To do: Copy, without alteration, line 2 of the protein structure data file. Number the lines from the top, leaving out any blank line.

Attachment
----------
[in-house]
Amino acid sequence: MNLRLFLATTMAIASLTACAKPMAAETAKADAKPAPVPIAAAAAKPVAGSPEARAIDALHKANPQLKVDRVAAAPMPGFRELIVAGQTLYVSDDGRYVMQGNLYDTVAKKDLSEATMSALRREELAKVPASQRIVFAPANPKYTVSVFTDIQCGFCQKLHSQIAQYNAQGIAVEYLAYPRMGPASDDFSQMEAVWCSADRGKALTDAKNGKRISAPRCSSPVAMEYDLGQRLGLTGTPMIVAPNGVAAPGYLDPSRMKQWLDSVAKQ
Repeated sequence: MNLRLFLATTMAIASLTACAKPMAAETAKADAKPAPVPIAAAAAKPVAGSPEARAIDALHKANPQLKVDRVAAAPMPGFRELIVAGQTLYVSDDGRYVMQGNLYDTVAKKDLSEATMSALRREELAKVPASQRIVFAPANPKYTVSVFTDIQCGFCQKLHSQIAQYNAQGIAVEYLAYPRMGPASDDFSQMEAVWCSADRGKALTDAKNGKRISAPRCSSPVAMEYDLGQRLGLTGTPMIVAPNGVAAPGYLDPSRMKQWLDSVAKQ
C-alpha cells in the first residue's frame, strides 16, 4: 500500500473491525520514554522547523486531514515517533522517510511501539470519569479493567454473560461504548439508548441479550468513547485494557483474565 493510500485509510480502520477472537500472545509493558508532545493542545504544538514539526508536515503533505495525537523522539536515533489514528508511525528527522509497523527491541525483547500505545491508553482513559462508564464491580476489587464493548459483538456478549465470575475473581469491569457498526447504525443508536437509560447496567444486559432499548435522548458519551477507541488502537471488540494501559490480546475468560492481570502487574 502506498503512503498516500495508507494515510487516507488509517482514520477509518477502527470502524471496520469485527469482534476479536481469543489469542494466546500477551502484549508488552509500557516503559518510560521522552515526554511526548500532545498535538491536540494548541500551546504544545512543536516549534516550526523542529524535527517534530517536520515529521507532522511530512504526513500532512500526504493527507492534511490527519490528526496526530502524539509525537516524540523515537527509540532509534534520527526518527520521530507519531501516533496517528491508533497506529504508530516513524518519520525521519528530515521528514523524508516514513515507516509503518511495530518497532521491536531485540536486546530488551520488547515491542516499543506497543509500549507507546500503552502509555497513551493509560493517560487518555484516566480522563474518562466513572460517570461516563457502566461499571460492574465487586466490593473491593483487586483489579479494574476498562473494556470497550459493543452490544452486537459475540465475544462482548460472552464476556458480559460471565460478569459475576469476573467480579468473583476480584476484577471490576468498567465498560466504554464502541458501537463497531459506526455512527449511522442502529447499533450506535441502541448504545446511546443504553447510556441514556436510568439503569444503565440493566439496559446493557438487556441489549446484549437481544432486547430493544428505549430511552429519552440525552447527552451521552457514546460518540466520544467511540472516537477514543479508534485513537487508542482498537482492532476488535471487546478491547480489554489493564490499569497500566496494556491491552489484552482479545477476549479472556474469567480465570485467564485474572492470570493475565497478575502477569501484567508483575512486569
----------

Amino acid sequence: MNLRLFLATTMAIASLTACAKPMAAETAKADAKPAPVPIAAAAAKPVAGSPEARAIDALHKANPQLKVDRVAAAPMPGFRELIVAGQTLYVSDDGRYVMQGNLYDTVAKKDLSEATMSALRREELAKVPASQRIVFAPANPKYTVSVFTDIQCGFCQKLHSQIAQYNAQGIAVEYLAYPRMGPASDDFSQMEAVWCSADRGKALTDAKNGKRISAPRCSSPVAMEYDLGQRLGLTGTPMIVAPNGVAAPGYLDPSRMKQWLDSVAKQ